The planet Neptune as captured by Voyager 2 in 1989 (solarsystem.nasa.gov).
Neptune is the outermost planet of our solar system and is one of the two ice giants (the other being Uranus). It is 2.8 billion miles or 30.07 A.U. away from the sun. It takes Neptune 165 Earth years to make a complete orbit around the sun and a “day” on Neptune is approximately 16 hours (solarsystem.nasa.gov).
HPL called the discovery of Neptune “…one of the most remarkable achievements of astronomical science, being no mere accident, but the result of long and extremely precise calculation” (Collected Essays: Science, Volume 3 by S.T. Joshi, 2005) and he was correct. Before the planet was actually discovered, its existence was theoretically predicted by “reverse calculating” the irregulatrities in the motion of Uranus. Even when John Couch Adams took Saturn’s gravitational pull into consideration, it could not account for the movement of Uranus. Something else had to be contributing to the observed conditions. By mid-September 1845 Adams final solution was completed for the orbit of Uranus and it required the existence of an another planet, a planet beyond Uranus. Adams did not know it at the time, but the position he predicted for this unknown planet was within 2 degrees (Planets Beyond: Discovering the Outer Solar System by Mark Littmann; 1990). This unknown planet turned out to be Neptune.
John Couch Adams (Wikipedia.org)
A Frenchman, Urbain Le Verrier, also worked out the same solution as Adams at about the same time. The astronomer Johann Gottfried Galle used both of their calculations to correctly locate Neptune. There was a bitter dispute between England and France on who should be credited for finding Neptune. Eventually, it was decided both astronomers should share the credit. For HPL’s part, he cites both of astronomers in the discovery of Neptune in his Science Essays. Again, the most incredible thing about the discovery of Neptune was that it was theoretically discovered through mathematical calculations before it was actually observed in the sky. Based on his quote provided above, this impressed HPL and provided additional support on the value and power of the scientific method.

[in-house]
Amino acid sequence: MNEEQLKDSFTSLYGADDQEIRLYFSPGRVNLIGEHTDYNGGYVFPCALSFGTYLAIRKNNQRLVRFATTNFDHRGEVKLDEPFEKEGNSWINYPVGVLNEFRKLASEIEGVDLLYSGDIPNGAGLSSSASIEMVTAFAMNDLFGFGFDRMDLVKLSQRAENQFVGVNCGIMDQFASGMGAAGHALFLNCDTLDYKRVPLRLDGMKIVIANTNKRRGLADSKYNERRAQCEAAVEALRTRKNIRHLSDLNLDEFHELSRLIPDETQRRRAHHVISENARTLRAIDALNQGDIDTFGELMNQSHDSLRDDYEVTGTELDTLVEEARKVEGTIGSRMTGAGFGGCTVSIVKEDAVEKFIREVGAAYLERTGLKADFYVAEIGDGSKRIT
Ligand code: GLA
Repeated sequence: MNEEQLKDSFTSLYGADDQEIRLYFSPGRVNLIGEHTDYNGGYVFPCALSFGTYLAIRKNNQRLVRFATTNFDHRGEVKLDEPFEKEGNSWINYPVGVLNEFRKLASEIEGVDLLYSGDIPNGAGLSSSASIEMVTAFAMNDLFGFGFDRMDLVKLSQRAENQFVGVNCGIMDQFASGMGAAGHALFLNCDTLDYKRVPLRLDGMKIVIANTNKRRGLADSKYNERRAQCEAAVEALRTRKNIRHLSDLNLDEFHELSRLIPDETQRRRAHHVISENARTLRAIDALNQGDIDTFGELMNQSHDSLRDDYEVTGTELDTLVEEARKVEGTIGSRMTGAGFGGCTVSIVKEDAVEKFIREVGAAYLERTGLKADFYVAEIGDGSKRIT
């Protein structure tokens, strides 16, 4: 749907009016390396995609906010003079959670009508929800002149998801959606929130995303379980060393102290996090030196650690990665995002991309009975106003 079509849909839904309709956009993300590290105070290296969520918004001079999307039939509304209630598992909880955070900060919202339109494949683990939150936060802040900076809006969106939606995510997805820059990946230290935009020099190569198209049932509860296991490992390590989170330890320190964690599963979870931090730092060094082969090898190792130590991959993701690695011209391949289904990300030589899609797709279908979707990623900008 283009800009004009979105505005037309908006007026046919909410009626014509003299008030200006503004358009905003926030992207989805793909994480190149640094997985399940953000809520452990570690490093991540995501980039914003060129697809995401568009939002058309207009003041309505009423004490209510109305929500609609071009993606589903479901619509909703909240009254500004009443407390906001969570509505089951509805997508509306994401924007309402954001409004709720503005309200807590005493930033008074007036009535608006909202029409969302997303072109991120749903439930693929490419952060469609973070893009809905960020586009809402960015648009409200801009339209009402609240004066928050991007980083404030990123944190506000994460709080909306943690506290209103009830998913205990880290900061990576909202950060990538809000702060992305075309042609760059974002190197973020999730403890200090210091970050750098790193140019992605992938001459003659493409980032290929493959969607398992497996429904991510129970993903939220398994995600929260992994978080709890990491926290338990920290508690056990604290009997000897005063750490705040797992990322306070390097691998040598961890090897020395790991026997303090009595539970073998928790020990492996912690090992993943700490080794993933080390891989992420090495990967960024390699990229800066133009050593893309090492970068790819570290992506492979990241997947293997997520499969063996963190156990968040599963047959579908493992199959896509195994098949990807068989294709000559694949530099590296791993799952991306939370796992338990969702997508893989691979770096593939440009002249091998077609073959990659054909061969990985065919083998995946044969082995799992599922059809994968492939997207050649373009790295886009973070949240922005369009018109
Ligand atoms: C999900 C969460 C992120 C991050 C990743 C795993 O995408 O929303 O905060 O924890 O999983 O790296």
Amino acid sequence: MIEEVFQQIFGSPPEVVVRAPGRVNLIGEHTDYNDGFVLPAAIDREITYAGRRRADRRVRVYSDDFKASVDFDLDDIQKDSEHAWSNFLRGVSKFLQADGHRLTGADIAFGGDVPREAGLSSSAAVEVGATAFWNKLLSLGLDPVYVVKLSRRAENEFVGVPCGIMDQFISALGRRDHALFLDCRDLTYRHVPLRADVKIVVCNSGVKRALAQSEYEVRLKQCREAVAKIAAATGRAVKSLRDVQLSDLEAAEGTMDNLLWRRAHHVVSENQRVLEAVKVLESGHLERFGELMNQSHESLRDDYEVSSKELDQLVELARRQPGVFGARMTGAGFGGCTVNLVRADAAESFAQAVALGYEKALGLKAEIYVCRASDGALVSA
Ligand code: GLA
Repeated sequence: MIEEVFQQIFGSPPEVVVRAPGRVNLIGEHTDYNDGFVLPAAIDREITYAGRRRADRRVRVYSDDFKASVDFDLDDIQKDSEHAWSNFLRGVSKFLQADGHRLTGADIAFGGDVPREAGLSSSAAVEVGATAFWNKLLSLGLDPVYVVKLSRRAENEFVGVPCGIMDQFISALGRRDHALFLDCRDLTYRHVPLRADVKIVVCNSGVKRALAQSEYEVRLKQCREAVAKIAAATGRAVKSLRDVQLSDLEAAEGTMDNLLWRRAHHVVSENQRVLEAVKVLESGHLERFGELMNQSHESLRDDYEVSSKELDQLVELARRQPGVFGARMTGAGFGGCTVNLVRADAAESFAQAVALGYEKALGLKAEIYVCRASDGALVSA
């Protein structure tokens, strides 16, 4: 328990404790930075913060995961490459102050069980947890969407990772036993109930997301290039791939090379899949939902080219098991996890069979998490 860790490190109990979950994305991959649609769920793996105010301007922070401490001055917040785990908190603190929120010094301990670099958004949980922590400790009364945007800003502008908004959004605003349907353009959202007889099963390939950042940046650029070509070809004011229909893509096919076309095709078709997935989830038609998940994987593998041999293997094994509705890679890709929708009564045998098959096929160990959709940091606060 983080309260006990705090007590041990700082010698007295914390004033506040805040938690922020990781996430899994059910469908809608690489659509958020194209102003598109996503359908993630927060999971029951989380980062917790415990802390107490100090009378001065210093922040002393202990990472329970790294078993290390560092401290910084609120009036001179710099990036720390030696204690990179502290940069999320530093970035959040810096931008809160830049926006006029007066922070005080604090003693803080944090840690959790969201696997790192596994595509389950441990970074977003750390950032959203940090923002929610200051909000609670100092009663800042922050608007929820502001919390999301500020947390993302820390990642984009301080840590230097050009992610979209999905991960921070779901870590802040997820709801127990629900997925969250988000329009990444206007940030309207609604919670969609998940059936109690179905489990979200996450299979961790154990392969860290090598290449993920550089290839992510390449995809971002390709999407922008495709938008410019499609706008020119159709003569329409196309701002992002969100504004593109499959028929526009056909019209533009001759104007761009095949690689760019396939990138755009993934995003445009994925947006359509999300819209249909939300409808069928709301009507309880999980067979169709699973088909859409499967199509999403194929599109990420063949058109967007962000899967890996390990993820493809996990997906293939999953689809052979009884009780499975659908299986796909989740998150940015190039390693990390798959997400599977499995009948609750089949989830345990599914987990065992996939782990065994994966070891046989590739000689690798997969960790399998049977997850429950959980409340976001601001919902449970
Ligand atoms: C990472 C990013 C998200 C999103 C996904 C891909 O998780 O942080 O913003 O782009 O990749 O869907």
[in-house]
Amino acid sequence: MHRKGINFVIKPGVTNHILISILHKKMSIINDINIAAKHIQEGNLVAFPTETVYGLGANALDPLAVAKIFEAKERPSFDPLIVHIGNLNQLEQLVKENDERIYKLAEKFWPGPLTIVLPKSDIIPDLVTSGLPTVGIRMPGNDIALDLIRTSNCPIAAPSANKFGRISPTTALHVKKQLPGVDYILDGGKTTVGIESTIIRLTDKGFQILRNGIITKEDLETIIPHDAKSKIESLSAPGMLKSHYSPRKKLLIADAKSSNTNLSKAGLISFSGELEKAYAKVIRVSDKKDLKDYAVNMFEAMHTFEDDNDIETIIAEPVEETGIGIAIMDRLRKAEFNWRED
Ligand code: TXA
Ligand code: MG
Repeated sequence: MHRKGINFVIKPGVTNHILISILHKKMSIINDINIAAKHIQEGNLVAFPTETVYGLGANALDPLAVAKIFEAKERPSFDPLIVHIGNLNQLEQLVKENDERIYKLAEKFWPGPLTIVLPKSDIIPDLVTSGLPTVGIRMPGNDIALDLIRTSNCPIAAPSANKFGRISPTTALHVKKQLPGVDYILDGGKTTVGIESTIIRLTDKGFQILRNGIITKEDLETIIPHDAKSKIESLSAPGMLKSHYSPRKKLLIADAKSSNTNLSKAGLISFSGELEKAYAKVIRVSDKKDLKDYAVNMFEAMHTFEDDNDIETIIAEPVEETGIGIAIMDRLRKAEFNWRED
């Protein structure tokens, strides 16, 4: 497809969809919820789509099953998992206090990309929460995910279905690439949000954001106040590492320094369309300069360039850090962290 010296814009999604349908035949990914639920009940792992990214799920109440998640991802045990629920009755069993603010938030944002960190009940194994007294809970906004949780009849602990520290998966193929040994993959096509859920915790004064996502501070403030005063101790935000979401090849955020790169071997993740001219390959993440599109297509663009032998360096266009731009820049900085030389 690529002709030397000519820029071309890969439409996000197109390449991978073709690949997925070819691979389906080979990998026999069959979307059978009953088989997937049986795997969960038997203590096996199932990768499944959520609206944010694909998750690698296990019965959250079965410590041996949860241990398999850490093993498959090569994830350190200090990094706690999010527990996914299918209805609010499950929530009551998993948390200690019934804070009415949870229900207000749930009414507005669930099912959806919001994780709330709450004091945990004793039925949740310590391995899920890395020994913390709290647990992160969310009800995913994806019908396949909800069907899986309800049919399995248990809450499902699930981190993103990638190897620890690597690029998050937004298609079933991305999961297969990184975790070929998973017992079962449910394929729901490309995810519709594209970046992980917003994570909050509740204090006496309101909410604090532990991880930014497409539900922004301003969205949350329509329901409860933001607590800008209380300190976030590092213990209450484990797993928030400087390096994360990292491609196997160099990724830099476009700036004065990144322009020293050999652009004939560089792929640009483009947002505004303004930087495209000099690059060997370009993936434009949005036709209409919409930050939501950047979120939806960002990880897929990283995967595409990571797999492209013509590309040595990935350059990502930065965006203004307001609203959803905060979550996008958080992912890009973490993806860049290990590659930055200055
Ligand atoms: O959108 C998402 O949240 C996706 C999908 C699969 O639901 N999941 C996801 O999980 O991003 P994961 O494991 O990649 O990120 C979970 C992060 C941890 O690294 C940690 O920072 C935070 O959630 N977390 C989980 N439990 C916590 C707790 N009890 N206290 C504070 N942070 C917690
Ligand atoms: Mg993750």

Urbain Le Verrier (Wikipedia.org)
Similar to Uranus, in HPL’s day little was known about Neptune. In the early 20th century, Neptune was known to have a greenish colour and one moon. HPL hypothesized that it was probably hot with a “small density” like many of the other outer planets (Collected Essays: Science, Volume 3 by S.T. Joshi, 2005). Again, remember in HPL’s day all of the outer planets were thought to be semi-molten, which would be attributed to volcanic activities and/or the failure of developing into a sun (e.g. Jupiter).
Thanks to the Voyager 2 mission we know a lot more about Neptune than we did in HPL’s time. Similar to Uranus, Neptune is an ice giant, composed of a hot, dense fluid of “icy” materials, including water, methane and ammonia, probably above a solid core approximately the size of the Earth (solarsystem.nasa.gov).
In HPL’s time Triton was the only moon identified for Neptune. However, currently, Neptune has 13 confirmed moons and 1 waiting official confirmation. Neptune has 6 confirmed rings, a Great Dark Spot, a Little Dark Spot, smaller cloud features and dark bands.
The surface of Triton – one of the moons of Neptune; photographed by Voyager 2 in 1989 (solarsystem.nasa.gov)
Finally, it should be noted that Triton is only one of two satellites in our solar system that are known to possess a permanent atmosphere – the other being Saturn’s moon Titan. More than likely Triton’s atmosphere is thin and originates from the vaporization of methane ice. However, Triton also possesses molecular nitrogen. There are a few organisms on Earth, such as some blue-green algae, that have the ability to “fix” molecular nitrogen from the atmosphere as an energy source. Are there similar microbes on Triton, taking advantage of its atmospheric nitrogen?
The blue-green alga (also known as cyanobacteria) Anabaena. The clear cell in the upper right corner is called a heterocyst and is a specialized cell used to fix atmospheric nitrogen for energy. Are there microbes on Neptune’s moon Triton that use a similar biochemical pathway? (photo-micrograph from PhycoTech).
Next time we will talk about how HPL incorporated Neptune into his stories. Thank you – Fred.